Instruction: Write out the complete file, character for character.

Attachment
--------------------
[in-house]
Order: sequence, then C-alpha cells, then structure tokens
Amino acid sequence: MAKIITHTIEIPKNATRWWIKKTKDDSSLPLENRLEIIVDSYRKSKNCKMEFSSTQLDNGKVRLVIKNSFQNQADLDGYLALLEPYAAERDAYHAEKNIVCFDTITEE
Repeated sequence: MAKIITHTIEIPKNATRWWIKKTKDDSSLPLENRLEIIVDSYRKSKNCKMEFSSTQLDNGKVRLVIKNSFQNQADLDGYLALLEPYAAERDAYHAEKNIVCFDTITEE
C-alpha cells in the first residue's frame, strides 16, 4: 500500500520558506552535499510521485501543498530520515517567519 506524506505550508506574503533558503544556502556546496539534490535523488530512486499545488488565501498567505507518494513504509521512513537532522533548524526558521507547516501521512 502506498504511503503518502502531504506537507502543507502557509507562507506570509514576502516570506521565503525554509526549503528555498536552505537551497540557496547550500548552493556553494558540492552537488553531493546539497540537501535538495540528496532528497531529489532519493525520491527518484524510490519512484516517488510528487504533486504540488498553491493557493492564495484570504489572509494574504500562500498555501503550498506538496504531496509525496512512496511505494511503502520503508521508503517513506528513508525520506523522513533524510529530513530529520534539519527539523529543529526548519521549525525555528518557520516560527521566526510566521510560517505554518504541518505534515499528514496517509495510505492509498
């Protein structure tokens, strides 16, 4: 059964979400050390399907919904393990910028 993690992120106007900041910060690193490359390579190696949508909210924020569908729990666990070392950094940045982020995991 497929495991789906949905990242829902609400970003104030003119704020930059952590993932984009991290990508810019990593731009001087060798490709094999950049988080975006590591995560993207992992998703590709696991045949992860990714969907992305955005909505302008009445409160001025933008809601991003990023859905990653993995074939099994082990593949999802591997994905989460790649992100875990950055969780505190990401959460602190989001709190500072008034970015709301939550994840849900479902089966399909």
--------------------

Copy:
[in-house]
Order: sequence, then C-alpha cells, then structure tokens
Amino acid sequence: MAKIITHTIEIPKNATRWWIKKTKDDSSLPLENRLEIIVDSYRKSKNCKMEFSSTQLDNGKVRLVIKNSFQNQADLDGYLALLEPYAAERDAYHAEKNIVCFDTITEE
Repeated sequence: MAKIITHTIEIPKNATRWWIKKTKDDSSLPLENRLEIIVDSYRKSKNCKMEFSSTQLDNGKVRLVIKNSFQNQADLDGYLALLEPYAAERDAYHAEKNIVCFDTITEE
C-alpha cells in the first residue's frame, strides 16, 4: 500500500520558506552535499510521485501543498530520515517567519 506524506505550508506574503533558503544556502556546496539534490535523488530512486499545488488565501498567505507518494513504509521512513537532522533548524526558521507547516501521512 502506498504511503503518502502531504506537507502543507502557509507562507506570509514576502516570506521565503525554509526549503528555498536552505537551497540557496547550500548552493556553494558540492552537488553531493546539497540537501535538495540528496532528497531529489532519493525520491527518484524510490519512484516517488510528487504533486504540488498553491493557493492564495484570504489572509494574504500562500498555501503550498506538496504531496509525496512512496511505494511503502520503508521508503517513506528513508525520506523522513533524510529530513530529520534539519527539523529543529526548519521549525525555528518557520516560527521566526510566521510560517505554518504541518505534515499528514496517509495510505492509498
């Protein structure tokens, strides 16, 4: 059964979400050390399907919904393990910028 993690992120106007900041910060690193490359390579190696949508909210924020569908729990666990070392950094940045982020995991 497929495991789906949905990242829902609400970003104030003119704020930059952590993932984009991290990508810019990593731009001087060798490709094999950049988080975006590591995560993207992992998703590709696991045949992860990714969907992305955005909505302008009445409160001025933008809601991003990023859905990653993995074939099994082990593949999802591997994905989460790649992100875990950055969780505190990401959460602190989001709190500072008034970015709301939550994840849900479902089966399909």